Antonio Carmena (right) coaches a Barnard College student. Photo by Marcus Salazar, courtesy Carmena.

"I Retired, Now What?" One Dancer's Journey to Find His Post-Performance Career

Some ballet dancers, the lucky ones at least, get to enjoy long, successful careers. Yet their dancing schedule usually allows little time for anything else. At New York City Ballet, for instance, most dancers don't have secondary jobs on the side, although layoffs between seasons provide short opportunities to flex new muscles, like teaching. But performance careers inevitably come to an end, and dancers must then "become" something else.

When former NYCB soloist Antonio Carmena retired from the company in 2017, he realized he wasn't quite prepared for the next step. His retirement uncovered an insecurity buried deep within him—that without dance, he wasn't "good" at anything anymore. It's taken two years for Carmena to develop more work experience as he searches for a new place for himself in the dance world. And while he admits it's an ongoing journey, the pieces are finally starting to come together.


The Career Transition Conundrum

Originally from Madrid, Spain, Carmena joined NYCB at 18 years old in 1998. He did very well for himself, originating roles in ballets by Alexei Ratmansky, Christopher Wheeldon and Peter Martins, and eventually rising to soloist in 2006. He was an audience favorite, known for his whimsical personality, solid technique and buoyant jumps.

Towards the end of his dance career, Carmena started dabbling in teaching, landing a job leading early morning ballet classes at Barnard College. On summer layoffs, he taught at top-notch summer intensives, including the Royal Danish Ballet. But while these gigs continued after he retired, they alone weren't enough to live on. As Carmena began perusing job listings in the dance field, he noticed a perplexing conundrum: after 19 years in one of the country's largest ballet companies, his "experience" was actually quite limited and frustratingly specialized. Although he wanted to stage ballets, teach students, coach professional dancers or direct a ballet school or a company someday, he was only truly experienced as a dancer and had little to put on a business resumé. How does one make the leap, he wondered, from on the stage to behind the scenes?

Carmena teaching at the Art Of... summer program last year.

Courtesy Carmena.


Building New Experience 

Discouraged, Carmena reached out to Pacific Northwest Ballet artistic director Peter Boal, who had been his teacher when he was a student at the School of American Ballet. Boal reassured him of the commonality of this problem for transitioning dancers and gave him this advice: offer your skills for free and stick those experiences on your resumé. So, over the last two years, Carmena has done just that. He shadowed Boal for a month to learn skills that an artistic director needs, and he watched NYCB ballet master Jean-Pierre Frolich stage and coach various Jerome Robbins ballets. He also offered complimentary master classes and staged an August Bournonville ballet for free on Columbia Repertory Ballet, a dance troupe affiliated with Barnard College. He then stuck his toe in choreographic waters, creating a 10-minute piece with a Spanish flamenco flair for another Barnard group, Columbia Ballet Collective.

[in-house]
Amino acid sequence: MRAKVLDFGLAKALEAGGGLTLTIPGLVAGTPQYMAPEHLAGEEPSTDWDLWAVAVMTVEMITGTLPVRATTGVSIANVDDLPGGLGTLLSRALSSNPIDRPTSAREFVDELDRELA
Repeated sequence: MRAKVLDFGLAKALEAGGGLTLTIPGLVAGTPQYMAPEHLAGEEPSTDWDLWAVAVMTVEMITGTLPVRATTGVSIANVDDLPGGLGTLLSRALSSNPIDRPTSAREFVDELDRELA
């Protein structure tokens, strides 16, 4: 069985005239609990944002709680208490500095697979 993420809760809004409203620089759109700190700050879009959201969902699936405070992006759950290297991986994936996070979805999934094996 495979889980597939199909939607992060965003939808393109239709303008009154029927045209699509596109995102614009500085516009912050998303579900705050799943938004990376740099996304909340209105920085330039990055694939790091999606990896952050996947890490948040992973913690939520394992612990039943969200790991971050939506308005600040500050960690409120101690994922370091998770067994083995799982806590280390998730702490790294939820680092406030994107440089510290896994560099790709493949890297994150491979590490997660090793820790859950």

On a whim, he sent a video of his ballet to a friend, Chase Johnsey, who was working on the artistic staff of a small dance company in Spain. The two discussed the possibility of Carmena choreographing a ballet for the company, but the collaboration needed to occur at a future date, so he went back to his job search.

Then Johnsey, a former dancer with Les Ballets de Trockadero, called with some news a few weeks later. He was in the midst of starting his own company, Ballet de Barcelona. He had scheduled performances for June 14-16, and he needed a choreographer now. Before he knew it, Carmena had been commissioned to create a 26-minute ballet.

A Big Step Forward

While his 10-minute piece for the CBC dancers served as a starting point for his choreographic skills, Carmena had been given three whole months to create it. This time, he only had three weeks to choreograph a ballet over twice as long. What's more, he knew nothing about the Ballet de Barcelona dancers' styles or capabilities.

Carmena enlisted the aid of his partner and fellow dancer, Marcus Salazar, and the two rented studios to create a bit of the ballet prior to leaving for Spain. After selecting the music—Carmena landed on Symphony in G by the French composer Étienne Méhul—the pair created about three minutes of choreography. But Carmena stopped there. He knew that he didn't want to create a work without its most important component: the actual dancers. Regardless of the stressful time constraints, he wanted a collaborative process, with input from the dancers about how his steps feel on their bodies, particularly the women. (He and Salazar found that choreographing for women in pointe shoes presented a steep challenge. "We can't even try the steps," Carmena says.)

Before leaving for Barcelona, Carmena admitted that he was nervous about leaping so far outside his comfort zone. But he is not putting too much pressure on himself. As he puts it, "I am not trying to be the next Balanchine here!" He is simply on a new journey and is excited for this next stop on the path. Although his transition from NYCB dancer to "something else" has been a process, Carmena feels grateful for it all.

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